Bell, Alan E. "Next Generation Compact Discs" Scientific American (http://www.sciam.com) 275(1) (July 1996): 42-46. -- As the title suggests, the next generation of CDs has arrived in the form of yet another acronym to add to the optical disc alphabet soup: DVD, Digital Versatile Disc. Bell's article provides a general overview of the new standard which is the result of an unprecedented agreement reached late last year among rival groups of international companies such as Philips, Sony, Toshiba and Time-Warner. The new generation of optical disc reader will play both existing CDs and DVDs. The DVD specs are quite impressive: it can store about 14 times more information than current CDs can; the rate at which the first-generation DVD player plays back data-- 11 million bits per second--matches that of a fast 9X CD-ROM player, setting a new benchmark for performance. A DVD FAQ is available at http://www.ima.org/forums/imf/dvd/faq.html. -- TR
Gunshor, Robert L. and Arto V. Nurmikko. "Blue-Laser CD Technology" Scientific American (http://www.sciam.com) 275(1) (July 1996): 48- 51. -- This second article in Scientific American's "The Future of CD Technology" series is a highly technical discussion of blue-laser research. Currently the lasers inside of CD players utilize infrared light that can read pits in a CD disc no smaller than a micron in size (roughly 1/50th the diameter of a human hair); blue diode lasers can read even smaller pits. For example, an audio CD could store all nine of Beethoven's symphonies, instead of just one. The ramifications for the world of multimedia are staggering. However, please keep in mind that this research is still in the preliminary stages, and we won't be seeing the results at your local music store any time soon. -- TR
Browning, J. "New Stars for the New Media" Scientific American (http://www.sciam.com) 275(1) (July 1996): 31. -- This article is a short foray into the effect of new technology on leisure time in America. The argument is for the insertion of some charisma into the Internet and other new digital media (ala early television); however another opportunity is implied as well. The article cites studies that show that Americans are spending more time with new media, and less with television (the numbers are still far from equal, but are changing). In fact, exposure to new media creates enhanced criticism of old media content among the study group, presenting the other opportunity: for educators and scholars to provide a higher ratio of new types of educational content than exists in old media. There seems to be a receptive audience for it. -- RR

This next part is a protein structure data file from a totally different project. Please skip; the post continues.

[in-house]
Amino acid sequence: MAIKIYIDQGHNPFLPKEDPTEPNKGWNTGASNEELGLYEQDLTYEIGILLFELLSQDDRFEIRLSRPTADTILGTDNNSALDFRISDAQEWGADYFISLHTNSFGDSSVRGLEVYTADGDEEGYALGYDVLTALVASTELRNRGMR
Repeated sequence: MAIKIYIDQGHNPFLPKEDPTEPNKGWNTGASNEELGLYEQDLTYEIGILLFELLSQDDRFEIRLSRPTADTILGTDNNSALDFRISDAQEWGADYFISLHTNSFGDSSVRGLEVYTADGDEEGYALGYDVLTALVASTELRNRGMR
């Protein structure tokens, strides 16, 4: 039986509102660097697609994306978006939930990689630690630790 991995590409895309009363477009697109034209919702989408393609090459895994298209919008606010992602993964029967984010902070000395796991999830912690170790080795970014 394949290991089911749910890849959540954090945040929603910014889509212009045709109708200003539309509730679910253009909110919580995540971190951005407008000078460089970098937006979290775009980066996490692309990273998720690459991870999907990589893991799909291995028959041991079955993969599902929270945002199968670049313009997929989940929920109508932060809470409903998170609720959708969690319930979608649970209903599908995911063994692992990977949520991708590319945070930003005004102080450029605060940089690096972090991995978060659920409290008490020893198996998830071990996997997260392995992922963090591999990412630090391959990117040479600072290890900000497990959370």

"Central Intelligence Agents" The Economist 339 (7970) (June 15-21, 1996): 76-77. -- In the mud-wrestling match between human intellect and virtual agent prototypes, the software is usually found wanting. However, for a generally positive review of virtual agents research, take a look at this article. Scientists are abandoning past efforts to recreate the human brain, and instead are focussing on smaller and more practical goals. Development of virtual agents now falls into two broad categories: "rule-based" systems and "collaborative filtering". Recent successes include music recommendations ("Firefly") and virtual shopping ("Shopbot" and "BargainFinder"). The authors include a helpful history of artificial intelligence and its gradual evolution from a "scientific" bias towards a more pragmatic, engineering approach. -- TH
"Categories for the Description of Works of Art" (http://www.ahip.getty.edu/ahip/cdwa/INTRO.HTM) -- This document, published by the AITF (Art Information Task Force, a joint program of the Getty Information Institute and the College Art Association) outlines a very thorough conceptual model for describing works of art that can be used as a standard or guideline by librarians, database developers, museums, publishers, researchers, and anyone else who may need to devise or use formal ways to describe art objects. The standard is content-based and is not a technical standard. It will help art and humanities information to be used and exchanged more easily in the networked environment, as new systems use the model to organize art information thus giving researchers a consistent framework, or it is used as a mapping tool between different systems for sharing information across systems. Anyone needing to organize, use, or exchange art information in any type of system, from database to exhibition labels should read this standard. The article describes the concepts, goals, and history of the categories, as well as provides a complete online guide to them. -- RR
Nardi, Bonnie, and O'day, Vicki. "Intelligent Agents: What We Learned at the Library" Libri 46(2) (June 1996). -- The good news about Nardi and O'day's study of intelligent agents and human interaction at the reference desk was cited in last month's issue of Current Cites as reported in the Christian Science Monitor. The report itself is even better still! If you are interested in a first-class analysis of reference as a valuable business skill, don't miss this ground-breaking research. (http://www.atg.apple.com/personal/Bonnie_Nardi/default.html) Nardi is an anthropologist and Apple Fellow. Apple's Advanced Technology Group (http://www.atg.apple.com) set out to study how intelligent agents should be designed to mimic reference service. In doing so they discovered a world of highly nuanced interpersonal and research talent that the current generation of software can't touch with a ten foot pole. Intellectually rigorous yet entertaining, the authors perform two services for information specialists: they demystify how intelligent agents function in plain english, and they describe the rich, intellectual process of the reference interview. -- TH
Current Cites 7(7) (July 1996) ISSN: 1060-2356 Copyright (C) 1996 by the Library, University of California, Berkeley. All rights reserved.